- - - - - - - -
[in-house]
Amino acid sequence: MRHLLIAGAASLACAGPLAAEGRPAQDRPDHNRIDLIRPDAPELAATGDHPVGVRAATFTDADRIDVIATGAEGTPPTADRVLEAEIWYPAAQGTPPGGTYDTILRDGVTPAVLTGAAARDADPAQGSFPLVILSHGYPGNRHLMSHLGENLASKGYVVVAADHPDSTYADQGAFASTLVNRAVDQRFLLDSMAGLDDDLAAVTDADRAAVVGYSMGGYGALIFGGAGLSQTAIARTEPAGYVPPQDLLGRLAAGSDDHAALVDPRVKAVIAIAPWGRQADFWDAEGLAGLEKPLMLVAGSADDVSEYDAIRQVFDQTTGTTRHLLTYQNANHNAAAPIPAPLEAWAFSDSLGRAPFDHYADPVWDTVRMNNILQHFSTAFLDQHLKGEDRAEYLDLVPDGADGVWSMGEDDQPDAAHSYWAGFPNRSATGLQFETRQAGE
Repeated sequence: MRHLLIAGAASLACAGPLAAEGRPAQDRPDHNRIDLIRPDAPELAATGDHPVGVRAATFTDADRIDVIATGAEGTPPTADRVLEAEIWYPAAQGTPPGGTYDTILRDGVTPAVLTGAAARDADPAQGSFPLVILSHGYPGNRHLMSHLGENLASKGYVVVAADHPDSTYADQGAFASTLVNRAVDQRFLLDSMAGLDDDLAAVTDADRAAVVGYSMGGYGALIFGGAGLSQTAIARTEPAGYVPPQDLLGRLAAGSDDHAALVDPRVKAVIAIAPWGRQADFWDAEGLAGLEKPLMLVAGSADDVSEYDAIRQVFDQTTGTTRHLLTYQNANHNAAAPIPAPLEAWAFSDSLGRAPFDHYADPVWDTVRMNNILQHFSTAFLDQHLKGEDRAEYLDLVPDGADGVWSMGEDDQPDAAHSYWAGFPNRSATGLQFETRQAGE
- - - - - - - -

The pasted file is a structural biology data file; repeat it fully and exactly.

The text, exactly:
[in-house]
Amino acid sequence: MRHLLIAGAASLACAGPLAAEGRPAQDRPDHNRIDLIRPDAPELAATGDHPVGVRAATFTDADRIDVIATGAEGTPPTADRVLEAEIWYPAAQGTPPGGTYDTILRDGVTPAVLTGAAARDADPAQGSFPLVILSHGYPGNRHLMSHLGENLASKGYVVVAADHPDSTYADQGAFASTLVNRAVDQRFLLDSMAGLDDDLAAVTDADRAAVVGYSMGGYGALIFGGAGLSQTAIARTEPAGYVPPQDLLGRLAAGSDDHAALVDPRVKAVIAIAPWGRQADFWDAEGLAGLEKPLMLVAGSADDVSEYDAIRQVFDQTTGTTRHLLTYQNANHNAAAPIPAPLEAWAFSDSLGRAPFDHYADPVWDTVRMNNILQHFSTAFLDQHLKGEDRAEYLDLVPDGADGVWSMGEDDQPDAAHSYWAGFPNRSATGLQFETRQAGE
Repeated sequence: MRHLLIAGAASLACAGPLAAEGRPAQDRPDHNRIDLIRPDAPELAATGDHPVGVRAATFTDADRIDVIATGAEGTPPTADRVLEAEIWYPAAQGTPPGGTYDTILRDGVTPAVLTGAAARDADPAQGSFPLVILSHGYPGNRHLMSHLGENLASKGYVVVAADHPDSTYADQGAFASTLVNRAVDQRFLLDSMAGLDDDLAAVTDADRAAVVGYSMGGYGALIFGGAGLSQTAIARTEPAGYVPPQDLLGRLAAGSDDHAALVDPRVKAVIAIAPWGRQADFWDAEGLAGLEKPLMLVAGSADDVSEYDAIRQVFDQTTGTTRHLLTYQNANHNAAAPIPAPLEAWAFSDSLGRAPFDHYADPVWDTVRMNNILQHFSTAFLDQHLKGEDRAEYLDLVPDGADGVWSMGEDDQPDAAHSYWAGFPNRSATGLQFETRQAGE